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Red Hat Is Indeed Working On 3D QEMU Support

Virtualization

Published on 25 June 2013 12:41 AM EDT
Written by Michael Larabel in Virtualization
11 Comments

In continuation of my earlier Research Underway With QEMU 3D Support posting, Red Hat is indeed internally working on getting 3D-accelerated support up and running for virtual machines under QEMU.

While VirtualBox and VMware right now support 3D/OpenGL acceleration by passing the graphics commands onto the host machine for processing, QEMU/KVM does not but it's (hopefully) going to be changed soon by Red Hat. After a Gallium3D SPICE driver was long talked about, there's finally action happening per my posting a few days ago.

Airlie's posting came after an Oracle engineer talked about writing a Mesa driver for VirtualBox. At that time, David Airlie of Red Hat talked about how he was working on a Gallium3D driver for passing the graphics commands from a VM onto the host through QEMU for then executing on the host's hardware.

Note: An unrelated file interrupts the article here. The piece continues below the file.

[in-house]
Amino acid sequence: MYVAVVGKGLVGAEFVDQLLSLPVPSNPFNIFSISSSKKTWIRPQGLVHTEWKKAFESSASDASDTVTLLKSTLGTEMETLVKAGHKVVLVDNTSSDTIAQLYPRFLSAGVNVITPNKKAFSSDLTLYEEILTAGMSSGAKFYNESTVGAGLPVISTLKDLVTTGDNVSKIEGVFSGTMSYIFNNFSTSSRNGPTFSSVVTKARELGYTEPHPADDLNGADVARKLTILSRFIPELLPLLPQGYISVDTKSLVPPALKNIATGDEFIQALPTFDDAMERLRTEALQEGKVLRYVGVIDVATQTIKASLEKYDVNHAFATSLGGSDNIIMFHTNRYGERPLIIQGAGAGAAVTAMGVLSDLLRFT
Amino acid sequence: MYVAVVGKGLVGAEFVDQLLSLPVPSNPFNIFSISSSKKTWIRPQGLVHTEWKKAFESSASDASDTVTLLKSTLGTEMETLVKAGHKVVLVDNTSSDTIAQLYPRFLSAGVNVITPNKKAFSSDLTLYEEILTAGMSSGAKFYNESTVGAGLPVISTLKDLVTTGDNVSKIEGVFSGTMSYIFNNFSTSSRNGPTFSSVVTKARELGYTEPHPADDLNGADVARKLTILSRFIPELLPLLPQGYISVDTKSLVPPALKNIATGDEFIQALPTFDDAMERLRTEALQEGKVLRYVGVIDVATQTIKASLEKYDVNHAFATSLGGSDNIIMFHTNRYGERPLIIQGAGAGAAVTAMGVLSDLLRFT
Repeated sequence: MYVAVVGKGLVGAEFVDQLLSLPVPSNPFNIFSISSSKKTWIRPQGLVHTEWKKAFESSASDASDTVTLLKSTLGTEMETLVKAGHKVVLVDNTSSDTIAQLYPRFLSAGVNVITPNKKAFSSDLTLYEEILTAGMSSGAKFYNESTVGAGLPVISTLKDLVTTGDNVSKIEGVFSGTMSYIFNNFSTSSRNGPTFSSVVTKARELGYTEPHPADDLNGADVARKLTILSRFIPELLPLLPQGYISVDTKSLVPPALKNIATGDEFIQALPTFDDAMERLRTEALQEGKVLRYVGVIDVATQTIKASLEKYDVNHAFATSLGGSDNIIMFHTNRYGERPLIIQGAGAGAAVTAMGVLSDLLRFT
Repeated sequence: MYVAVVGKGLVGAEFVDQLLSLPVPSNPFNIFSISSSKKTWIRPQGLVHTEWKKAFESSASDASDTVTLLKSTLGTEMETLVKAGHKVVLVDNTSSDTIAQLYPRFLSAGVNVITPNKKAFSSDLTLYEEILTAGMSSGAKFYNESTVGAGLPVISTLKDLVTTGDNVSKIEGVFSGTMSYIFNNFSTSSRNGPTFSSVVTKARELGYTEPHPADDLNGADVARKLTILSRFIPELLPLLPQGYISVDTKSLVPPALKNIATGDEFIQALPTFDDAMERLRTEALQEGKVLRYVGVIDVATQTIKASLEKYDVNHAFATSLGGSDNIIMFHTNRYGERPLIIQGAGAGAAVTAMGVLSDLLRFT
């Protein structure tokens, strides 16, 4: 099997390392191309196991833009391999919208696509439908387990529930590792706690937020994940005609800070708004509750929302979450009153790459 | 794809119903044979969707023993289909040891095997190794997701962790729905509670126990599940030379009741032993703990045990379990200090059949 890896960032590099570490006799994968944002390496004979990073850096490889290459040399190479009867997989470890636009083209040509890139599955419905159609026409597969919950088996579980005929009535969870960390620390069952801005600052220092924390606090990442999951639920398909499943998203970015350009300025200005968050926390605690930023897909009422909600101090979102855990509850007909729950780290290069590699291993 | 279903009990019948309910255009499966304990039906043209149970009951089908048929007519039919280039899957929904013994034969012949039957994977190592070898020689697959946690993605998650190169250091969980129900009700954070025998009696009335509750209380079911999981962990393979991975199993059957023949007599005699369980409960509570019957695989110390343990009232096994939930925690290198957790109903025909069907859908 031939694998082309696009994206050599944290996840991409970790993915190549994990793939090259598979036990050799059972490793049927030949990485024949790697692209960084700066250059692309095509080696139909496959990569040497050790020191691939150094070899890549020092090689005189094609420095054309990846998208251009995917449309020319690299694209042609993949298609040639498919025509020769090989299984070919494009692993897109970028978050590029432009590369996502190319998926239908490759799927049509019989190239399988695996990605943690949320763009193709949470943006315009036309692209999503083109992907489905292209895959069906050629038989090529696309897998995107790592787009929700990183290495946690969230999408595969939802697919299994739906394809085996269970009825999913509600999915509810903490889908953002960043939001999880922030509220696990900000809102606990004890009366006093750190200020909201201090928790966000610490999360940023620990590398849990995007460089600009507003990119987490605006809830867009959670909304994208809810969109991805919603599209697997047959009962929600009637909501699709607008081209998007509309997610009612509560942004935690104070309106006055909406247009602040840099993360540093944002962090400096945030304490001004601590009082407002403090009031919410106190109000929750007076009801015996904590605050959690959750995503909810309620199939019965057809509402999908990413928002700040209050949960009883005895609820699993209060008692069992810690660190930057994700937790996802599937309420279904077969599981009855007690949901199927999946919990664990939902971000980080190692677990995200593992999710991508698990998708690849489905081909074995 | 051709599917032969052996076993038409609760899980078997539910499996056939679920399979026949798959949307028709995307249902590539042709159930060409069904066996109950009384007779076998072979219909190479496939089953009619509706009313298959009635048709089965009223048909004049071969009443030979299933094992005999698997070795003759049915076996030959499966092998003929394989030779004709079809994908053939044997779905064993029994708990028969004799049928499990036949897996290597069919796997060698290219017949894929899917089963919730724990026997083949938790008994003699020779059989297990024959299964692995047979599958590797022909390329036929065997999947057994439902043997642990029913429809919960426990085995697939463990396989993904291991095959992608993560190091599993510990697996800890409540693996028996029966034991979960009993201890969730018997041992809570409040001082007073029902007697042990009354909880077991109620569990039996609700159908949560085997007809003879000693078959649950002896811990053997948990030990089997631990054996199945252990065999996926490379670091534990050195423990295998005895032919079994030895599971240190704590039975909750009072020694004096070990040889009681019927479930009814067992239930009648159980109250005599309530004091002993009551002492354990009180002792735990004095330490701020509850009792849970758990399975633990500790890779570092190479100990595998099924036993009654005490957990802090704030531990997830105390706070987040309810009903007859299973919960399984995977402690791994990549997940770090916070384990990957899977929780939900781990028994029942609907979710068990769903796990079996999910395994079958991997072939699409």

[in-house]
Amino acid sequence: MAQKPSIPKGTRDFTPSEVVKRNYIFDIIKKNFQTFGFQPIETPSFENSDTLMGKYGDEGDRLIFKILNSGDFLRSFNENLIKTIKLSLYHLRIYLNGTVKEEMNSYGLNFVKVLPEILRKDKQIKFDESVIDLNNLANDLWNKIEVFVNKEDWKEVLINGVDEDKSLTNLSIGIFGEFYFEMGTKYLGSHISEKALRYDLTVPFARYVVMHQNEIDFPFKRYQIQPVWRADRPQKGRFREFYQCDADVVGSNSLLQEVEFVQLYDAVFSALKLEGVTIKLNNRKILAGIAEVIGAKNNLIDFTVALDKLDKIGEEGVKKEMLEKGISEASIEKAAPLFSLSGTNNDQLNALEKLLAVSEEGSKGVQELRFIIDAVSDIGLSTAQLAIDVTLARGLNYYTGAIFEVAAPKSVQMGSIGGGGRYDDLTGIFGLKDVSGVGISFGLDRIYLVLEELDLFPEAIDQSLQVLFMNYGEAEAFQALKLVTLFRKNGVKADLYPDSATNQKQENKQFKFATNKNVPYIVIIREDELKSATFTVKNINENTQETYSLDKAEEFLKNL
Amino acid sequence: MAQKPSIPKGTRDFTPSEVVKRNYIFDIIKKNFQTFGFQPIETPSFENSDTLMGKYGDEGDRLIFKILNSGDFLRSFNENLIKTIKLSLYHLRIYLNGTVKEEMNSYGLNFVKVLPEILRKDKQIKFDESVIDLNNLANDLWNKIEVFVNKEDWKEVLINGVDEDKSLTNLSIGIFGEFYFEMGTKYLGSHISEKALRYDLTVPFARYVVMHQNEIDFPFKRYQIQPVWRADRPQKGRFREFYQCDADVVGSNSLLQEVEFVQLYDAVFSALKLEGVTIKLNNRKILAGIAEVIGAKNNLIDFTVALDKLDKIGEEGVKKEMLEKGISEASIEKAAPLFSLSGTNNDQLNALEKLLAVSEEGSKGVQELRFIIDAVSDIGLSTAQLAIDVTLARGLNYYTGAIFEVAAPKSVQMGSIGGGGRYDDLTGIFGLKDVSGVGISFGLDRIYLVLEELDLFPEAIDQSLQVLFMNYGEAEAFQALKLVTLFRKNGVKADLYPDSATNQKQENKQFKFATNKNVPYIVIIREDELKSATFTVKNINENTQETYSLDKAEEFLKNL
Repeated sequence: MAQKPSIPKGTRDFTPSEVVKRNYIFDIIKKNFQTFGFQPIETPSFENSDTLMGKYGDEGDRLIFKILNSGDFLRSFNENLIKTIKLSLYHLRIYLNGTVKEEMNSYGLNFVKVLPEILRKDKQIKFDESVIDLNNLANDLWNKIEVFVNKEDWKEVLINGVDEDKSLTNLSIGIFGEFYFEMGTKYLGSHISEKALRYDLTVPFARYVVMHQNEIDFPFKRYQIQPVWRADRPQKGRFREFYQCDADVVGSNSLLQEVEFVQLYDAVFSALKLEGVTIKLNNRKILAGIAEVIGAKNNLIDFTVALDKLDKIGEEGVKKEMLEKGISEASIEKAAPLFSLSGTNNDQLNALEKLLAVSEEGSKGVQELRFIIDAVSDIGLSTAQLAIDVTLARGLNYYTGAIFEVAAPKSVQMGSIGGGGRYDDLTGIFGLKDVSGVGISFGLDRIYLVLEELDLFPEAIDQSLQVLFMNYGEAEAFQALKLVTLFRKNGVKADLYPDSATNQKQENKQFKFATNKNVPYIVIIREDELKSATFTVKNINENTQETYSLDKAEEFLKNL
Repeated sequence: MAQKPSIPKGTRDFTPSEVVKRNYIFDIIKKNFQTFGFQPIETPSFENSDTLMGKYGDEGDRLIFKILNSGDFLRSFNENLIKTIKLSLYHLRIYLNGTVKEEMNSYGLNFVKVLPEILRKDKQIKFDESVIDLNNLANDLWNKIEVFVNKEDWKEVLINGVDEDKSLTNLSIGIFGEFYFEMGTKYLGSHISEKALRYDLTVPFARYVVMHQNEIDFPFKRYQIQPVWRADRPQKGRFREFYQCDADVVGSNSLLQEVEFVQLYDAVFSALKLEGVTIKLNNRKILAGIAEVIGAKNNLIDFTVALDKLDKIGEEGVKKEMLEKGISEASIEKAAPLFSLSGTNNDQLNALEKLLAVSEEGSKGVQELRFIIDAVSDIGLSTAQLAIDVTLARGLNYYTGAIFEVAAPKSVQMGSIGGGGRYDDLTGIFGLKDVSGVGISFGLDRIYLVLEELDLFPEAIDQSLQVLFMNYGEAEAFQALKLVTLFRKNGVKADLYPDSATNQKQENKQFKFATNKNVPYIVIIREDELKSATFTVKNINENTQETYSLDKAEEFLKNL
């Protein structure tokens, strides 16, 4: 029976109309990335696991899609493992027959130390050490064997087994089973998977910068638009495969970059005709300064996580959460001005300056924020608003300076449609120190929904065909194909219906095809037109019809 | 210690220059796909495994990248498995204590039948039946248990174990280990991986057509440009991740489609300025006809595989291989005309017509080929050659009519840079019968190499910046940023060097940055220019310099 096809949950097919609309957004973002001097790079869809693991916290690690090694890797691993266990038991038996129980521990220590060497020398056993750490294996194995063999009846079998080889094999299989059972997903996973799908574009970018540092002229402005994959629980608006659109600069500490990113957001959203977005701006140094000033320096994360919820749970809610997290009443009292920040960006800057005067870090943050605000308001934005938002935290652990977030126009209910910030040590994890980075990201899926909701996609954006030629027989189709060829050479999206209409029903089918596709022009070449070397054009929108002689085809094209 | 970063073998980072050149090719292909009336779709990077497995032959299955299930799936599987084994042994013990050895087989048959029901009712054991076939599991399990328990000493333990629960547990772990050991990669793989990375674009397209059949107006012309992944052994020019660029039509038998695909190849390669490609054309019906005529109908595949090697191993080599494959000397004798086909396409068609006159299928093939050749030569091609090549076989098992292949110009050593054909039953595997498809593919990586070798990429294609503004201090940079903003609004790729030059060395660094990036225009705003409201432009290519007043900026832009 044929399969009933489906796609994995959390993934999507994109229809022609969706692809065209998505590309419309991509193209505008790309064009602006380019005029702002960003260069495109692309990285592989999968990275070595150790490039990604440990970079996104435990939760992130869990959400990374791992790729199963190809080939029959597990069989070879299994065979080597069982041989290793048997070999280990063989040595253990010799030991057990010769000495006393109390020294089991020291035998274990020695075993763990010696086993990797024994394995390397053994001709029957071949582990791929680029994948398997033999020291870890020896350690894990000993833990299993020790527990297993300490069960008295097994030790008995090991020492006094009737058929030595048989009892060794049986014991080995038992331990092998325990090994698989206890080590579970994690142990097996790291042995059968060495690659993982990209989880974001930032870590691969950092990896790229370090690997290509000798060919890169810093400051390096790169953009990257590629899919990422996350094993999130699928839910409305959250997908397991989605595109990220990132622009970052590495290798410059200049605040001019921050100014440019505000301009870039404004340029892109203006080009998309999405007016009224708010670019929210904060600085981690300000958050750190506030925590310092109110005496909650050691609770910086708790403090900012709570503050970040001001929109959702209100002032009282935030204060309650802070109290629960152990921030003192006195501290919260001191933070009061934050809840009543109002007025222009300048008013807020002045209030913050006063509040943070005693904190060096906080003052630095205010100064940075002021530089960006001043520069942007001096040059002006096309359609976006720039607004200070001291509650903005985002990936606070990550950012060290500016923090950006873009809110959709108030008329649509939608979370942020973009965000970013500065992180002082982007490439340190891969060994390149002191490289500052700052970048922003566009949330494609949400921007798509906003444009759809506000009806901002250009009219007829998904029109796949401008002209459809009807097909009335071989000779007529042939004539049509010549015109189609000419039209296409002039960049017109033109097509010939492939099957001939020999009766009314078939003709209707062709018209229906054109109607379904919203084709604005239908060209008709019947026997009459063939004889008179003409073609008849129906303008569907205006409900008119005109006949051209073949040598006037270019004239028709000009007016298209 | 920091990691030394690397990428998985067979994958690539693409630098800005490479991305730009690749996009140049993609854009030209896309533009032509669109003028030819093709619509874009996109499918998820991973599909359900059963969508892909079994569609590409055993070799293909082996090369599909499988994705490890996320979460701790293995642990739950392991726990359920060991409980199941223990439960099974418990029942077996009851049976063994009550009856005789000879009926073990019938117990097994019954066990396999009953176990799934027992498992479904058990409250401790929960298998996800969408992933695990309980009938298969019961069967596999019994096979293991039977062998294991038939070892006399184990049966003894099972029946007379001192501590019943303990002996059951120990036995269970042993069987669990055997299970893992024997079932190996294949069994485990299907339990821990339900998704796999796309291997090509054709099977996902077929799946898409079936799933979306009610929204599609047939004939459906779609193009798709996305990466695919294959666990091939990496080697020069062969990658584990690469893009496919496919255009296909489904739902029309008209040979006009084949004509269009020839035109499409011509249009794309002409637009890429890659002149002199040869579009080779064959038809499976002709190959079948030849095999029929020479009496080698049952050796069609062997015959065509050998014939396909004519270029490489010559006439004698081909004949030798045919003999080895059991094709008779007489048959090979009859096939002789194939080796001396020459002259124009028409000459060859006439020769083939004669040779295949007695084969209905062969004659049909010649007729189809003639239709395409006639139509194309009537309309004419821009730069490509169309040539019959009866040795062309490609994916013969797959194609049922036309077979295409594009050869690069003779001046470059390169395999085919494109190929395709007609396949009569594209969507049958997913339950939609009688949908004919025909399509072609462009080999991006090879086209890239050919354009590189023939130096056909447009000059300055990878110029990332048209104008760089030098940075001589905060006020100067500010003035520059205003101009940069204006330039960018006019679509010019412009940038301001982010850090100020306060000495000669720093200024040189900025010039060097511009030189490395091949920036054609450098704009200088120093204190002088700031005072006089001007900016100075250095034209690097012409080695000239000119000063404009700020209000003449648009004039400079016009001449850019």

In a new mailing list post, David now says:
Red Hat is currently just letting me do the research on what a possible 3D [virtualization] solution for [QEMU] might look like and I'll probably make some sort of announcement in a few weeks if I get it to run gnome-shell smoothly, and not upside down. So you can use the code and if you want to make some of it shared I'm happy to contribute to something common. I've pushed a few fixes to the shader code over the last few days now that I have some piglit coverage.
So with a bit of luck in a few weeks we will hopefully have some good news to pass along... With more Linux desktops requiring OpenGL support, this is certainly good news for QEMU/KVM to take on the competition from VMware and Oracle VM VirtualBox.

About The Author
Michael Larabel is the principal author of Phoronix.com and founded the web-site in 2004 with a focus on enriching the Linux hardware experience and being the largest web-site devoted to Linux hardware reviews, particularly for products relevant to Linux gamers and enthusiasts but also commonly reviewing servers/workstations and embedded Linux devices. Michael has written more than 10,000 articles covering the state of Linux hardware support, Linux performance, graphics hardware drivers, and other topics. Michael is also the lead developer of the Phoronix Test Suite, Phoromatic, and OpenBenchmarking.org automated testing software. He can be followed via and or contacted via .
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